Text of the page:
Retail’s plastic onion

garbage, tip, rubbishFor every disposable bag used by the public through the front doors of their favourite outlet, there is a copious volume of plastic being disposed of into skips out the back. Sure the larger brands are separating the plastics and cardboard that is then squirrelled away by overladen recycling trucks, comforted by the delusional convenience they have done their eco-friendly bit.

Plastic impacts the environment by polluting the habitat to the detriment of life. Cardboard, on the other hand, is not a substitute, for its carbon imprint is far higher. Paper bags and cardboard generate fifty times more water pollutants and seventy per cent more air pollutants during production than plastic bags do.

A proposed cutback of the single-use checkout bag is but a diversionary ploy of what is going on right under the consumer’s nose. The tip of a titanic iceberg of waste and the utter contempt for well-being in favour of profit. The placing of the onus on the end user just doesn’t wash and says a lot about where the industry is.

Do not be duped by the current decrease of packet size in what is just another token gesture of waste control. That is driven by the economics of space and availability. The more items that fit on a shelf the fewer hours required to refill it. What counts is the recyclable qualities of the product, what they wrap it in and the container in which they deliver it.

Everyone has a role to play in cutting down on waste.

Leadership needs to be held accountable. To set up and then embed credibility measures, in the guise of a key performance index and by promoting open and honest communication.

They must empower management to set the bar with relevant intent. To ensure they adopt a participative eco-culture in their field of sway.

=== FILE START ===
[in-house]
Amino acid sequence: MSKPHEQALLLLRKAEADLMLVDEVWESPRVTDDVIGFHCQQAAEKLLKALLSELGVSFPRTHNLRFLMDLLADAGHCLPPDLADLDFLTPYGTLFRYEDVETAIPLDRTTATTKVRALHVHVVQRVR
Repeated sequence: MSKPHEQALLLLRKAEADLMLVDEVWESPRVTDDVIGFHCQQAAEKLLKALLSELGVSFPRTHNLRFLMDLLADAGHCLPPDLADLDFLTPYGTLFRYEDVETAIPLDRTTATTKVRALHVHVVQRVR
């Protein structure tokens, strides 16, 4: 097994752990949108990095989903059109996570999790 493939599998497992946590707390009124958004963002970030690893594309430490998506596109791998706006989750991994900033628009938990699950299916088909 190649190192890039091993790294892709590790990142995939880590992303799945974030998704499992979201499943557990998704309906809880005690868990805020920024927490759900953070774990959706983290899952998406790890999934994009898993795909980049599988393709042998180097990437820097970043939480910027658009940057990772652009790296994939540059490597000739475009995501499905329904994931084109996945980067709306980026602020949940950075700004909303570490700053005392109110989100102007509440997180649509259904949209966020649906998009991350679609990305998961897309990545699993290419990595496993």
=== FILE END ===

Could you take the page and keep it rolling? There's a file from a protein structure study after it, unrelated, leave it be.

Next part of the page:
The support offices are duty bound to involve the suppliers, packaging and transport partners. For this is the greatest area of devastation and opportunity. The manufacturer is at the beck and call of the retailer who is the voice of the consumer. All should make the time to visit the loading dock of a store to witness the extent of what is at hand. Next, summon the courage to step up, speak out and strive for change.

The store’s part is in minimising the waste and in decreasing consumption on-site; to recycle metal, plastic, cardboard and perhaps redistribute discarded merchandise to non-profit organisations. Also mentoring the team to embrace a workable compliance and take comfort in the fact that it does make a difference to their world, to their back pocket and the goodwill of all.

How many companies assign executive champions to drive conscious practice and carbon footprint initiatives?

The populace is waking up to the notion of sustainability. With, the realisation that their biggest influence is in how and where they spend their money. Underestimate this burgeoning phenomenon at your peril and risk the inevitable backlash. Start the transformation with a sense of urgency. Be assured the customer is asking questions and will shop with their conscience more and more. Even if it costs them a little extra.

Peel back the layers of the plastic onion to expose the organic goodness that lies beneath.

The planet is all we have, it is about life and up to this generation to right the wrongs. Retail is about people, for people, by the people. Educate yourself and others on what is contributing to the degradation of our wonderful planet.

Non-recyclable cardboard – take away boxes, plastic lined produce boxes, waxed cardboard, disposable cups, frozen food boxes.

Seven common plastics (Recyclable: Yes or No)

Polyethylene Terephthalate – soda bottles, jars, rope, tote bags. (Yes)

H-D Polyethylene – milk/juice containers, grocery/trash bags, bottles, toys. (Yes)

PVC – grocery bags, tote bags, shrink wrap, blister pack, meat packs. (Difficult)

L-D Polyethylene - cling wrap, grocery bags, frozen food bags (Difficult)

Polypropylene – diapers, food/takeaway containers, disposable cups and plates. (No)

Polystyrene – disposable cups, food boxes, cutlery, packaging. (No)

BPA products – polycarbonate, polyctide, acrylic, styrene, fiberglass, and nylon. (No)

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